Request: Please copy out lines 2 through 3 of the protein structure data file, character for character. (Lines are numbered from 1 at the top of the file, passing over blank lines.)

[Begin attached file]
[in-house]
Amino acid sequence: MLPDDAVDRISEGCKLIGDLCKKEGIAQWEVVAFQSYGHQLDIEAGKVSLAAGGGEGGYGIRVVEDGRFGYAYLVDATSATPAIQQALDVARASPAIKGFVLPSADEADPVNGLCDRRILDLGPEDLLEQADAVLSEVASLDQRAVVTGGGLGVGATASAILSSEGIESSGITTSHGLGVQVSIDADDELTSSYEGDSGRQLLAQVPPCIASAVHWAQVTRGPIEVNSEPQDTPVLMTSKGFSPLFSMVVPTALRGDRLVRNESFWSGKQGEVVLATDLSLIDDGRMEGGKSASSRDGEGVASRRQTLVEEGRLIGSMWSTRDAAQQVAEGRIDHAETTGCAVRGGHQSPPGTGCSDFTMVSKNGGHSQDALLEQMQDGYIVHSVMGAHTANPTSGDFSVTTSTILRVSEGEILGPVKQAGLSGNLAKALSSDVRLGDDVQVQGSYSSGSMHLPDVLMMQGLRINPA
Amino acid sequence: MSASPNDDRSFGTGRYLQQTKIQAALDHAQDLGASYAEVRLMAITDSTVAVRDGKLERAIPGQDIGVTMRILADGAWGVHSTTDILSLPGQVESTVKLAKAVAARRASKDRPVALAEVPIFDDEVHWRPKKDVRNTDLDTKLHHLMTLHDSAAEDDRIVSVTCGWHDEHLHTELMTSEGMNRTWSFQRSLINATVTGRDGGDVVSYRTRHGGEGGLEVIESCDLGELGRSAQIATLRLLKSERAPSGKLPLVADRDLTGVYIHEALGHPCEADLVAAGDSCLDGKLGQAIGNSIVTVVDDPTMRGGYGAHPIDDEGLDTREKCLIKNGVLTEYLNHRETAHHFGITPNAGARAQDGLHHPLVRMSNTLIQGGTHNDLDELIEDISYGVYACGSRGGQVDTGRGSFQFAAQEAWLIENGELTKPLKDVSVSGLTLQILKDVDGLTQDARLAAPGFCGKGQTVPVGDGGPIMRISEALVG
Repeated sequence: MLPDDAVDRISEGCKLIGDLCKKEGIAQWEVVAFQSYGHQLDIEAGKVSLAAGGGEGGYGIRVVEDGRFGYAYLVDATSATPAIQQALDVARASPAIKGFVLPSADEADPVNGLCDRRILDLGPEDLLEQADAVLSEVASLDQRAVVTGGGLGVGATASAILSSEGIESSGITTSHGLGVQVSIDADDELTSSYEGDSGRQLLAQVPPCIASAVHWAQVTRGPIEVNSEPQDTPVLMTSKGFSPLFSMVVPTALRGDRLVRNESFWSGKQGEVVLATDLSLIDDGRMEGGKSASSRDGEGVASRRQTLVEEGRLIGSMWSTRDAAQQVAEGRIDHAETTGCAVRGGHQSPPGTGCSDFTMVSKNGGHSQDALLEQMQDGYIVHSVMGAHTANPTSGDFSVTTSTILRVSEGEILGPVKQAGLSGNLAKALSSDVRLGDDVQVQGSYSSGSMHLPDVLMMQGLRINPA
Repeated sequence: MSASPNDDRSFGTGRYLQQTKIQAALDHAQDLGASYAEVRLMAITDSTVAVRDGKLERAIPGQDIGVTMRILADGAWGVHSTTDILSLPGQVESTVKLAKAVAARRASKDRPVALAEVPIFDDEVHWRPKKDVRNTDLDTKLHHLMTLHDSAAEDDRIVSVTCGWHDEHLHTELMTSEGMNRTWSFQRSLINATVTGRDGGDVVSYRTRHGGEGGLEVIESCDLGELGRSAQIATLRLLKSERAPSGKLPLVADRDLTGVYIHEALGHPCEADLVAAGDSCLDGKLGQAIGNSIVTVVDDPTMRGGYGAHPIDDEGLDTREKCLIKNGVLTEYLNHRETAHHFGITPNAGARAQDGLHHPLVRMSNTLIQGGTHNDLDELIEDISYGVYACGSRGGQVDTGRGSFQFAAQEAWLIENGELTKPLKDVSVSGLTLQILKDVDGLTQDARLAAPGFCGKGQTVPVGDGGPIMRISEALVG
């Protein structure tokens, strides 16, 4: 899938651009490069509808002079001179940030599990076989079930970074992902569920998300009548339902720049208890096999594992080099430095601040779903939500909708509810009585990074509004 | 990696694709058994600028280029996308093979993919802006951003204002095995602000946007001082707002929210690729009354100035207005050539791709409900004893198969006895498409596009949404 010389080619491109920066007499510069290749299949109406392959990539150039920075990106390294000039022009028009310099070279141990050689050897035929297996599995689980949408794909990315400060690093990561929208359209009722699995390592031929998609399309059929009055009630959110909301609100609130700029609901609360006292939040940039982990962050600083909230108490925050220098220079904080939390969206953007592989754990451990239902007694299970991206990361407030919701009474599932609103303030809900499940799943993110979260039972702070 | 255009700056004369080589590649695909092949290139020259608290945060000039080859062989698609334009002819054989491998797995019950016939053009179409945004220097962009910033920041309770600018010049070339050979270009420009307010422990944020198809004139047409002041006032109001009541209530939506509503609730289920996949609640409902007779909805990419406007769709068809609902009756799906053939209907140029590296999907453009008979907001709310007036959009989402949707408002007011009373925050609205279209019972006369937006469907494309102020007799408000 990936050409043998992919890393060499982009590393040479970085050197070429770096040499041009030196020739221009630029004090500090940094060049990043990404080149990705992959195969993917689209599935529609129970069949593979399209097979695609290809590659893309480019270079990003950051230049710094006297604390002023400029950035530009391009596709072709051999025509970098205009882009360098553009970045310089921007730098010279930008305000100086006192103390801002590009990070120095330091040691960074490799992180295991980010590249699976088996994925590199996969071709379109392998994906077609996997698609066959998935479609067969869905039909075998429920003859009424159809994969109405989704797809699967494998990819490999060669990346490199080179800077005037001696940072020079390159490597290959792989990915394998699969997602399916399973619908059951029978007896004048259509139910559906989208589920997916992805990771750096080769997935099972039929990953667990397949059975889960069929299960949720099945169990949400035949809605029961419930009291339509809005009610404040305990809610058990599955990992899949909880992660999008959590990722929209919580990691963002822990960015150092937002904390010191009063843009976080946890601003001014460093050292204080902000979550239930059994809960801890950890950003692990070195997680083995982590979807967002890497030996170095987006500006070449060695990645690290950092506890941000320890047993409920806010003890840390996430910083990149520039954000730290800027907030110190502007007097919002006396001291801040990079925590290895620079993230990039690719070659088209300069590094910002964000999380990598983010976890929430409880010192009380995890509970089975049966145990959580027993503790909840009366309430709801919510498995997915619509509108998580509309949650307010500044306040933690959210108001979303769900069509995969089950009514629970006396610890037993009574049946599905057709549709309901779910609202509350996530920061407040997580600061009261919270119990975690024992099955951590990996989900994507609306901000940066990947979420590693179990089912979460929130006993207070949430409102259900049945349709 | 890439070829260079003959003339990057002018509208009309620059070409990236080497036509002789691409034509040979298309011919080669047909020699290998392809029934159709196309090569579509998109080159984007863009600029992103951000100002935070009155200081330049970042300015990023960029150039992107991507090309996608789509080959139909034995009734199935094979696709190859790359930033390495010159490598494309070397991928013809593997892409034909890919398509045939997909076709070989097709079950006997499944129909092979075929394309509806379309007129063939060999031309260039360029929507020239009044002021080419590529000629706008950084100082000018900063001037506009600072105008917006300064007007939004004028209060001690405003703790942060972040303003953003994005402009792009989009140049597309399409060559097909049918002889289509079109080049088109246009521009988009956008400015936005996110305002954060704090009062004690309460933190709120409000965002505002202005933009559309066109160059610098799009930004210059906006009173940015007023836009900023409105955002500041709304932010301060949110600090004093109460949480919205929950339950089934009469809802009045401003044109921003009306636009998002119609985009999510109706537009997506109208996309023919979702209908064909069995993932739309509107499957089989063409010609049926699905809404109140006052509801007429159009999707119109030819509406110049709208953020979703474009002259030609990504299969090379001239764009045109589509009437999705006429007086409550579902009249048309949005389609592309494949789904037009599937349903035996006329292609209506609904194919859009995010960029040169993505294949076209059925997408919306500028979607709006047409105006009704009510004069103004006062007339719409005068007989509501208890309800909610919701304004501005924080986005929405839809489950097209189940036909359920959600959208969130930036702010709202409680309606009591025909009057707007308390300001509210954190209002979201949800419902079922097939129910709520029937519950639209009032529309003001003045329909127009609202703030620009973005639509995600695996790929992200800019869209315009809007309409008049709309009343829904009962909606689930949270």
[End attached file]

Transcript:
Amino acid sequence: MLPDDAVDRISEGCKLIGDLCKKEGIAQWEVVAFQSYGHQLDIEAGKVSLAAGGGEGGYGIRVVEDGRFGYAYLVDATSATPAIQQALDVARASPAIKGFVLPSADEADPVNGLCDRRILDLGPEDLLEQADAVLSEVASLDQRAVVTGGGLGVGATASAILSSEGIESSGITTSHGLGVQVSIDADDELTSSYEGDSGRQLLAQVPPCIASAVHWAQVTRGPIEVNSEPQDTPVLMTSKGFSPLFSMVVPTALRGDRLVRNESFWSGKQGEVVLATDLSLIDDGRMEGGKSASSRDGEGVASRRQTLVEEGRLIGSMWSTRDAAQQVAEGRIDHAETTGCAVRGGHQSPPGTGCSDFTMVSKNGGHSQDALLEQMQDGYIVHSVMGAHTANPTSGDFSVTTSTILRVSEGEILGPVKQAGLSGNLAKALSSDVRLGDDVQVQGSYSSGSMHLPDVLMMQGLRINPA
Amino acid sequence: MSASPNDDRSFGTGRYLQQTKIQAALDHAQDLGASYAEVRLMAITDSTVAVRDGKLERAIPGQDIGVTMRILADGAWGVHSTTDILSLPGQVESTVKLAKAVAARRASKDRPVALAEVPIFDDEVHWRPKKDVRNTDLDTKLHHLMTLHDSAAEDDRIVSVTCGWHDEHLHTELMTSEGMNRTWSFQRSLINATVTGRDGGDVVSYRTRHGGEGGLEVIESCDLGELGRSAQIATLRLLKSERAPSGKLPLVADRDLTGVYIHEALGHPCEADLVAAGDSCLDGKLGQAIGNSIVTVVDDPTMRGGYGAHPIDDEGLDTREKCLIKNGVLTEYLNHRETAHHFGITPNAGARAQDGLHHPLVRMSNTLIQGGTHNDLDELIEDISYGVYACGSRGGQVDTGRGSFQFAAQEAWLIENGELTKPLKDVSVSGLTLQILKDVDGLTQDARLAAPGFCGKGQTVPVGDGGPIMRISEALVG